The transmitters 70 and 72 are diagrammatically depicted in FIG. 7. Preferably, the transmitter 70 resembles the type of transmitter used to control an automotive theft deterrent system in size and appearance. The transmitter 72 may resemble the type of transmitter used to control an automotive theft deterrent system in size and appearance, or the transmitter 72 may be integrated into the control panel of the watercraft in a manner similar to that shown in FIG. 3. The circuits for transmitting and receiving radio control signals over multiple channels are well known and are therefore not described herein in detail.
  • [0051]
    Referring to FIGS. 2A, 2B, and 4, an alternative mode of mounting the water ski tow rope retrieval and payout system 10 to a personal watercraft 12 can be seen. In FIGS. 2A and 2B, the system 10 is mounted inside the engine compartment 74. The lid 58 is removed as it is no longer necessary. Mounting hardware including a mounting bar 76 and a brace member 78 are first installed inside the engine compartment 74. The mounting bar 76 is bolted to the sides of the engine compartment. The brace member 78 is bolted to the mounting bar 76 at one end and to the engine block at the other end. The mounting bar 76 has at least one hole 80 to allow the system 10 to be secured to the mounting bar 76 using the pin 52 in the manner that has already been described with reference to the mounting of the system 10 to the deck of the watercraft. The rope 26 is routed to the exterior of the engine compartment through a passage 82 provided at the rear of the engine compartment. FIG. 2C shows a rear access passage and roller fairlead 100 that can be used to guide the ski rope 26 when the unit is mounted in the engine compartment. The passage and fairlead 100 includes a rectangular frame 102 bolted around an opening in a wall of the engine compartment. Mounted on the frame is a first pair of parallel rollers 104 and a second pair 106 of parallel rollers normal to the first pair 104, the rollers 104 and 106 defining a slot 108 through which the rope 26 pays out of the engine compartment.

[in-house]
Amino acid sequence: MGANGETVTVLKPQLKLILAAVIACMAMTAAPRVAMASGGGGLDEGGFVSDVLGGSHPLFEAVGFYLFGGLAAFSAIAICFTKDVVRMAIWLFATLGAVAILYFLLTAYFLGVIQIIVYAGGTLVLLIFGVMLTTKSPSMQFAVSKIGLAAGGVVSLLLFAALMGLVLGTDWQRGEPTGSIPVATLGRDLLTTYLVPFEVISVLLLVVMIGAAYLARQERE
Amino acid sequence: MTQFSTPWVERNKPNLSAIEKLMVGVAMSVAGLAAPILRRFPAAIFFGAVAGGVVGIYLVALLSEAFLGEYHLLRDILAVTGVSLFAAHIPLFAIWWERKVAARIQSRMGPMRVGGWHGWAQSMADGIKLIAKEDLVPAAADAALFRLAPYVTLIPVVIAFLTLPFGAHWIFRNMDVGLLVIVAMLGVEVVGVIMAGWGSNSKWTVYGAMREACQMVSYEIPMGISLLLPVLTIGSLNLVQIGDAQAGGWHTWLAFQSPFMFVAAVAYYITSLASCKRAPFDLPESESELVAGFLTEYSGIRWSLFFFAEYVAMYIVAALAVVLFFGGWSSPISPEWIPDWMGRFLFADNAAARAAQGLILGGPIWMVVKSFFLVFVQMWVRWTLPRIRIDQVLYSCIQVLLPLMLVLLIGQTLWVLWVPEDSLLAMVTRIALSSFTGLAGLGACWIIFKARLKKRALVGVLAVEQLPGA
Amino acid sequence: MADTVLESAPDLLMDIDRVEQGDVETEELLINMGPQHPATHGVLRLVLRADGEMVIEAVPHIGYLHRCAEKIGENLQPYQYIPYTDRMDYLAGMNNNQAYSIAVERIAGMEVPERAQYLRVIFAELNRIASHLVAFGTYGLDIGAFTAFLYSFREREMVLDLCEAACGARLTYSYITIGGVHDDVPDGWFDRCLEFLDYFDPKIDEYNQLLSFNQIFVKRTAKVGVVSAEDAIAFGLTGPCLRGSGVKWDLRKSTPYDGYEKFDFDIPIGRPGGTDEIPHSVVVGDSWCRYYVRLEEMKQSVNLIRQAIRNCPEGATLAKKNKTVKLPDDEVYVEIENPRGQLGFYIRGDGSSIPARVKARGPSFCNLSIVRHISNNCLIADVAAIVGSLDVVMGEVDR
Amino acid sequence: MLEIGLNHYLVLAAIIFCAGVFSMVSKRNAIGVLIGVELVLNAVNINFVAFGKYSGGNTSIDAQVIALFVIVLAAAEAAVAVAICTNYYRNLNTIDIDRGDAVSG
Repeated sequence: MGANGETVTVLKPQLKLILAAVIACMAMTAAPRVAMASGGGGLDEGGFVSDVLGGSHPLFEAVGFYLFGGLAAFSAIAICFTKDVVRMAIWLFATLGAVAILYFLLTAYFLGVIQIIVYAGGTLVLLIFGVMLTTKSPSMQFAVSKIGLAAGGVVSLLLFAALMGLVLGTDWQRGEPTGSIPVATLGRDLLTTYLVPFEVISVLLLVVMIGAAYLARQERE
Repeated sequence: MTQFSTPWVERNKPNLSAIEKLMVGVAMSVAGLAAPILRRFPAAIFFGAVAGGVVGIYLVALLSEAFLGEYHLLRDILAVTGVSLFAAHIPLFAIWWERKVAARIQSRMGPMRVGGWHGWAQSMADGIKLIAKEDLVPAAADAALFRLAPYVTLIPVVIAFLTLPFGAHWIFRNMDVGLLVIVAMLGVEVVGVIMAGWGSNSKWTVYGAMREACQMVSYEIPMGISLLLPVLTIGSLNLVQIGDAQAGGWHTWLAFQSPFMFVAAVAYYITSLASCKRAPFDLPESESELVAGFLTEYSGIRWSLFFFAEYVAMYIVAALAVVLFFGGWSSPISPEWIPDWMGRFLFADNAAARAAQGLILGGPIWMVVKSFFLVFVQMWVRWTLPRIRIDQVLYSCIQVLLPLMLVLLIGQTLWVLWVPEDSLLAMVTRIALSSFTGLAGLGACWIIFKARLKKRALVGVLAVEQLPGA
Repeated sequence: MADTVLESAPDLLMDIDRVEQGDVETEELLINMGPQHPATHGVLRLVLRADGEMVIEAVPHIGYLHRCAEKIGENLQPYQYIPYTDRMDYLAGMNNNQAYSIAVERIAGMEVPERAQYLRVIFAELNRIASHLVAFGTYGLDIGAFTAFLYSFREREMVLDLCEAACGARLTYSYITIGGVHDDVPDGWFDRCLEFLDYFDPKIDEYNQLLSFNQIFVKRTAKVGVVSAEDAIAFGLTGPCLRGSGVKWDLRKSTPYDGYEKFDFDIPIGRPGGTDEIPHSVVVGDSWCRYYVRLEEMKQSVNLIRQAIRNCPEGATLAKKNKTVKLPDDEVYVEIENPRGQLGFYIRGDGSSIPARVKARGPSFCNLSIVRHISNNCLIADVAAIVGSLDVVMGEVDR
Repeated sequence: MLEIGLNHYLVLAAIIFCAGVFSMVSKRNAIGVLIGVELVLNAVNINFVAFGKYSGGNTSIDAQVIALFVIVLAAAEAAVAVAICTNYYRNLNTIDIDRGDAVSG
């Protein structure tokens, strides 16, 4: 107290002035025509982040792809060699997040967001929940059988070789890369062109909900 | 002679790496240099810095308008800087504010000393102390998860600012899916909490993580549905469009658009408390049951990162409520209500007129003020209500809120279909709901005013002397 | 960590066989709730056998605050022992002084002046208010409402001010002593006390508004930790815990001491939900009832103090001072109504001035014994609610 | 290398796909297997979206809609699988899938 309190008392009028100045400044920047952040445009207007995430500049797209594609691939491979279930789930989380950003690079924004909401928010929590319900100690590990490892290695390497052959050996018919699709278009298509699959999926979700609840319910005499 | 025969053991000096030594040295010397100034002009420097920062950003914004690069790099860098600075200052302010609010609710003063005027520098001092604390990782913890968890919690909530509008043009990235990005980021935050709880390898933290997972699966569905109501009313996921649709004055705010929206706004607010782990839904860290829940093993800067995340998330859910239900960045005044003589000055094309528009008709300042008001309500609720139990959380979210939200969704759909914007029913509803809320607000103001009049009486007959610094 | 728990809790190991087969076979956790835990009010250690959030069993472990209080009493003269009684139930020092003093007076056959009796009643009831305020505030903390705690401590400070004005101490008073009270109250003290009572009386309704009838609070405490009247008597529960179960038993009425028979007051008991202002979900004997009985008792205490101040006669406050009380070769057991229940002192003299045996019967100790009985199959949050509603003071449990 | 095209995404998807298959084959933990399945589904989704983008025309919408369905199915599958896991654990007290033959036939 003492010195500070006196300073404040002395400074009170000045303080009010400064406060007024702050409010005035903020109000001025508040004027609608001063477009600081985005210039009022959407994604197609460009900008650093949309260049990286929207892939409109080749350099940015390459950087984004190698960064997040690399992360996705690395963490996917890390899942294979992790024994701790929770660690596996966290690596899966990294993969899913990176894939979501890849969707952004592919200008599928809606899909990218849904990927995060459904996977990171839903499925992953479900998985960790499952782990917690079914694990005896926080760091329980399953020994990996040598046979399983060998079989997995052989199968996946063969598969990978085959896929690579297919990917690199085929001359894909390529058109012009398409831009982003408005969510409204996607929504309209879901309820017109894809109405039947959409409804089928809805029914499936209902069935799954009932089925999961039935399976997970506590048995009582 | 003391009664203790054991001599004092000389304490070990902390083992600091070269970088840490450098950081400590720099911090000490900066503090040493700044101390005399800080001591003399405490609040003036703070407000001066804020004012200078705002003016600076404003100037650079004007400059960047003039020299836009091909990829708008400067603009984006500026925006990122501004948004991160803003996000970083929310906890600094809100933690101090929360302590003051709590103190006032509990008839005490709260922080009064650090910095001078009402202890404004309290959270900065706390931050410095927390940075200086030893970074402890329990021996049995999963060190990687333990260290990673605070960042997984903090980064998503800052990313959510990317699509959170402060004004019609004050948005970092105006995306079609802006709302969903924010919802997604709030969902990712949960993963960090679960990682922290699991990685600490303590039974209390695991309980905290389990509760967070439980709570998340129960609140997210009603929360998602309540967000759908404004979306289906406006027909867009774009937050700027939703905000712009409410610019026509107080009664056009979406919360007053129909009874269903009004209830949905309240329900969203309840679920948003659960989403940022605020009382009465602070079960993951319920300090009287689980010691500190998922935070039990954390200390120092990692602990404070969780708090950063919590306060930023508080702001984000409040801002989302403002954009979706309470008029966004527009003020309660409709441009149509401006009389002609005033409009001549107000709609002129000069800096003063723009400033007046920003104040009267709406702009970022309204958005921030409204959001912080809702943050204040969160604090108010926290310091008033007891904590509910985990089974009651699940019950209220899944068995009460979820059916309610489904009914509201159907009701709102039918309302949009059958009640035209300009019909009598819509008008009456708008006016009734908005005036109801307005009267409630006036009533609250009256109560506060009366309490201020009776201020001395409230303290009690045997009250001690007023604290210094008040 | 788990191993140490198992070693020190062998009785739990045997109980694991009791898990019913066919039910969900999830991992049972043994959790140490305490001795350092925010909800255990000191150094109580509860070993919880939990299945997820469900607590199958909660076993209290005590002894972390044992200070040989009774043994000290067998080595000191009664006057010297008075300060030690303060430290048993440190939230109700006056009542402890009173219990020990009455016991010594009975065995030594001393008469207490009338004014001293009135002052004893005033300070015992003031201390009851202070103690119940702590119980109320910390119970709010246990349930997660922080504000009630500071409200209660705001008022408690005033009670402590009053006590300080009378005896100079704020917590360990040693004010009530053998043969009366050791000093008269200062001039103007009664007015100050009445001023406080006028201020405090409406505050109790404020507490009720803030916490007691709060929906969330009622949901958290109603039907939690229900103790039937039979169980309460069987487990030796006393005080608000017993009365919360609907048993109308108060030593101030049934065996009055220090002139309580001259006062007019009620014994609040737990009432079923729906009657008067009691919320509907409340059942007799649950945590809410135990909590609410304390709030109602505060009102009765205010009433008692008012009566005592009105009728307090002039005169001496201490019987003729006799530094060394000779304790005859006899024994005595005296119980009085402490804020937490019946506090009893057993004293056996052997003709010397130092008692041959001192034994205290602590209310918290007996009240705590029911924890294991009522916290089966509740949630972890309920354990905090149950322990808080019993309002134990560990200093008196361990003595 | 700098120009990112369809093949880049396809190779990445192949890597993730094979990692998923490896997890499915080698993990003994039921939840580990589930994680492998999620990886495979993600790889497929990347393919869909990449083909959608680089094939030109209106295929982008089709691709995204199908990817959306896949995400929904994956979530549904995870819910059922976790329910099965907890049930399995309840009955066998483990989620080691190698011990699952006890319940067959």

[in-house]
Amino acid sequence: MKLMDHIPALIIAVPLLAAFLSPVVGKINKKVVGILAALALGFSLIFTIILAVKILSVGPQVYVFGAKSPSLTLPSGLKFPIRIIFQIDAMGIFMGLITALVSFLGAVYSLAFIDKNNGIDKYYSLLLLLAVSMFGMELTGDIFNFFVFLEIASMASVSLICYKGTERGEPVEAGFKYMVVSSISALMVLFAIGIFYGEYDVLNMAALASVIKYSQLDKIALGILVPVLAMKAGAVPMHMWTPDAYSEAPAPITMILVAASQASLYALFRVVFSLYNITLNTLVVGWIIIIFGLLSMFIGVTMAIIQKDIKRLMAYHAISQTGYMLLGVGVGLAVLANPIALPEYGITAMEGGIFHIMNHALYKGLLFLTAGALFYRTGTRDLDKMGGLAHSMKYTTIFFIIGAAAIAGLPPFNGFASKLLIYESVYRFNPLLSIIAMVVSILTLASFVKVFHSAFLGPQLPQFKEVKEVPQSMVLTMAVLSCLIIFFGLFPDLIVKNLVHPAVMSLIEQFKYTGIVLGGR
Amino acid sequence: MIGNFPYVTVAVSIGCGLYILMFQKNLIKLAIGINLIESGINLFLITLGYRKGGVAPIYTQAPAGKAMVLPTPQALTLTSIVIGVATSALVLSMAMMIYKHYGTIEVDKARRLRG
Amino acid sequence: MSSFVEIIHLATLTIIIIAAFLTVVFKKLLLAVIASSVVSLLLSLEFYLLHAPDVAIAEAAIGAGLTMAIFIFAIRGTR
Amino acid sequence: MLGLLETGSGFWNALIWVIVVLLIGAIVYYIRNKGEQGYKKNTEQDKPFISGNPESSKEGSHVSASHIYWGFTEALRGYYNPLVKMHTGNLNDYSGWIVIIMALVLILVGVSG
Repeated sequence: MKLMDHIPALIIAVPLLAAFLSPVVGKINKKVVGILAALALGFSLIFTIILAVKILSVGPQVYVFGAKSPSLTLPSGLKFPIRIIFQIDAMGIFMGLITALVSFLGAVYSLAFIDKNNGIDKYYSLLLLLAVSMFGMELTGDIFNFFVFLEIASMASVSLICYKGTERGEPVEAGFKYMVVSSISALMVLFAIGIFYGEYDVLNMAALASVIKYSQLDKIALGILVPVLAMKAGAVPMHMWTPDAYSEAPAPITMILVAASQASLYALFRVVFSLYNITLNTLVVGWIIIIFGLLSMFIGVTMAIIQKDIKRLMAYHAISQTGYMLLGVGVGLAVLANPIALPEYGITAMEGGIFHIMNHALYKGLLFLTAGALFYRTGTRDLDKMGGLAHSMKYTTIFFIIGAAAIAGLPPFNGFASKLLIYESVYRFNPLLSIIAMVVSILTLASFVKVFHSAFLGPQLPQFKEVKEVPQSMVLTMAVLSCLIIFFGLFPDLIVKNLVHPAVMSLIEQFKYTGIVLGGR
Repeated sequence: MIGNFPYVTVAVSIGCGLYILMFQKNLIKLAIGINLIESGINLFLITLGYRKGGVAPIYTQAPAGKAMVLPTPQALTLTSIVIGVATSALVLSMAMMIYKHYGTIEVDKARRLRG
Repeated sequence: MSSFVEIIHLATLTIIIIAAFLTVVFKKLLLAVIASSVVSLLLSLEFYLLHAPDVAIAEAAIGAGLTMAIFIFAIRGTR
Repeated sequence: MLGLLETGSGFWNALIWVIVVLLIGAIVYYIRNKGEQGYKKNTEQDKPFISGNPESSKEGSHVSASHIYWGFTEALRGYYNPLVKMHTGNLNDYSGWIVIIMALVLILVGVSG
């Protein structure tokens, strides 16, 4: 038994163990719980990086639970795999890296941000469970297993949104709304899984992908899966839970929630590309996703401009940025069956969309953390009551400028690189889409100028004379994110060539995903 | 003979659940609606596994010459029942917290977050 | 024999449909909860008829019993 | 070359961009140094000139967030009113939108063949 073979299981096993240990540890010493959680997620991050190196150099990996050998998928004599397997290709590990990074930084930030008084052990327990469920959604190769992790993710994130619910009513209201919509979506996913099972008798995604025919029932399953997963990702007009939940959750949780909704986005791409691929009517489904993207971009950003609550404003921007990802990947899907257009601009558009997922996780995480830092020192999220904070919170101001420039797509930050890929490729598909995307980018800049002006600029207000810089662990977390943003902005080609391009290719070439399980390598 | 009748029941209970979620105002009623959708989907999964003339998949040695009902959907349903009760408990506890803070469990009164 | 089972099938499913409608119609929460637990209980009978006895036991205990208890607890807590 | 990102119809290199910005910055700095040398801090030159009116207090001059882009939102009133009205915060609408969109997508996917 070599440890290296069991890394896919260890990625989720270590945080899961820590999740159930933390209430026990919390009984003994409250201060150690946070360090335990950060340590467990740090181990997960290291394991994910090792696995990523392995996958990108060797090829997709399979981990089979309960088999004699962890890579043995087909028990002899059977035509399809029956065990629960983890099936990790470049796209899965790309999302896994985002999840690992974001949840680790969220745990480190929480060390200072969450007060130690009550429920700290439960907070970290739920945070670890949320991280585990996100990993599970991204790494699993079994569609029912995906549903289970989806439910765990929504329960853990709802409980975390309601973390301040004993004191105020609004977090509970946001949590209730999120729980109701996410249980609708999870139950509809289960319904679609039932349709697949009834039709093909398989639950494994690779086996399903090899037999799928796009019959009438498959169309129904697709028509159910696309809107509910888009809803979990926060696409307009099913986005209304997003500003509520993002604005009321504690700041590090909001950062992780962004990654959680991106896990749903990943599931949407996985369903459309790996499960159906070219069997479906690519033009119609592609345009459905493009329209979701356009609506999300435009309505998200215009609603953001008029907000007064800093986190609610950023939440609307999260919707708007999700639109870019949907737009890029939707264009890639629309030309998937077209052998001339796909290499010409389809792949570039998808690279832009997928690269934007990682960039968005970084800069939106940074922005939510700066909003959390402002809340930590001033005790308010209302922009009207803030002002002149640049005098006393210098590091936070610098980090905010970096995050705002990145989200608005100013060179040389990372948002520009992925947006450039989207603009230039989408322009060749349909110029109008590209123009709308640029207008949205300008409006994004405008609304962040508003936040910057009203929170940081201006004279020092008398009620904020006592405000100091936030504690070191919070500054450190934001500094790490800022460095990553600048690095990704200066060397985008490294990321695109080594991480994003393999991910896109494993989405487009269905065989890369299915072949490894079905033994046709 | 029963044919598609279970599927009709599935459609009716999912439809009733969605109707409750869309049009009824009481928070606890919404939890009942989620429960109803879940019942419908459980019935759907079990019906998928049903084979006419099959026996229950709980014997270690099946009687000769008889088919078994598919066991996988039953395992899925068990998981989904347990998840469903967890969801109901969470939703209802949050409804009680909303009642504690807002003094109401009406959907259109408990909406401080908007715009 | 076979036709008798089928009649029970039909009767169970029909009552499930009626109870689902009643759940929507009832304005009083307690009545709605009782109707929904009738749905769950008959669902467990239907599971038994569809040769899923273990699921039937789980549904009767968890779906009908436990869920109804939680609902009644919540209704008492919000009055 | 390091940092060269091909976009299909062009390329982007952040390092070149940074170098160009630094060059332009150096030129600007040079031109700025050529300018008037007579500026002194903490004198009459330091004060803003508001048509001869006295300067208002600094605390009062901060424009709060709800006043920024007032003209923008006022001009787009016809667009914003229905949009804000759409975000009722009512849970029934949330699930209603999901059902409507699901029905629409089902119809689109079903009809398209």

• [0052]
    It is to be understood that the present invention is not limited solely to the embodiments described above, but encompasses any and all embodiments within the scope of the following claims.
Referenced by
Citing PatentFiling datePublication dateApplicantTitle
US7692393 *Mar 24, 2008Apr 6, 2010Great Stuff, Inc.Systems and methods for controlling spooling of linear material
US8807157Dec 22, 2011Aug 19, 2014Fraser Fire & Rescure LimitedHose reels
US9315364 *Mar 8, 2013Apr 19, 2016Warn Industries, Inc.Remote winch clutch system
US9345942 *Nov 16, 2011May 24, 2016Kevin StevensTowing mechanism
US9573665 *May 15, 2013Feb 21, 2017Everett OgdenDC motor tow winch
US9689437 *Jun 23, 2016Jun 27, 2017Premier Coil Solutions, Inc.Clutch mechanism
US20080164363 *Mar 24, 2008Jul 10, 2008Great Stuff, Inc.Systems and methods for controlling spooling of linear material
US20120132121 *Jul 20, 2011May 31, 2012Eric Patrick ScheperRope Management System for watersports activities
US20130292432 *Nov 16, 2011Nov 7, 2013Ananas Anam LimitedNovel Towing Mechanism
US20130305954 *May 15, 2013Nov 21, 2013Everett OgdenDC Motor Tow Winch
US20140252286 *Mar 8, 2013Sep 11, 2014Warn Industries, Inc.Remote Winch Clutch System
US20150083843 *Sep 20, 2013Mar 26, 2015Christopher David RekietaMethod of Providing a clutch for a spool
WO2012066289A2Nov 16, 2011May 24, 2012Kevin StevensNovel towing mechanism
Classifications
U.S. Classification242/390.2, 242/394, 242/390.8, 242/904, 114/254
International ClassificationB66C13/44, B65H75/34, B66D1/16, B63B35/81
Cooperative ClassificationY10S242/904, B66C13/44, B65H2701/35, B63B35/816, B65H75/4486, B65H75/425, B65H2551/13, B66D1/16
European ClassificationB65H75/42V, B65H75/44M2, B66C13/44, B63B35/81T2, B66D1/16
Legal Events
DateCodeEventDescription
May 24, 2006REMIMaintenance fee reminder mailed
Nov 6, 2006LAPSLapse for failure to pay maintenance fees
Jan 2, 2007FPExpired due to failure to pay maintenance fee
Effective date: 20061105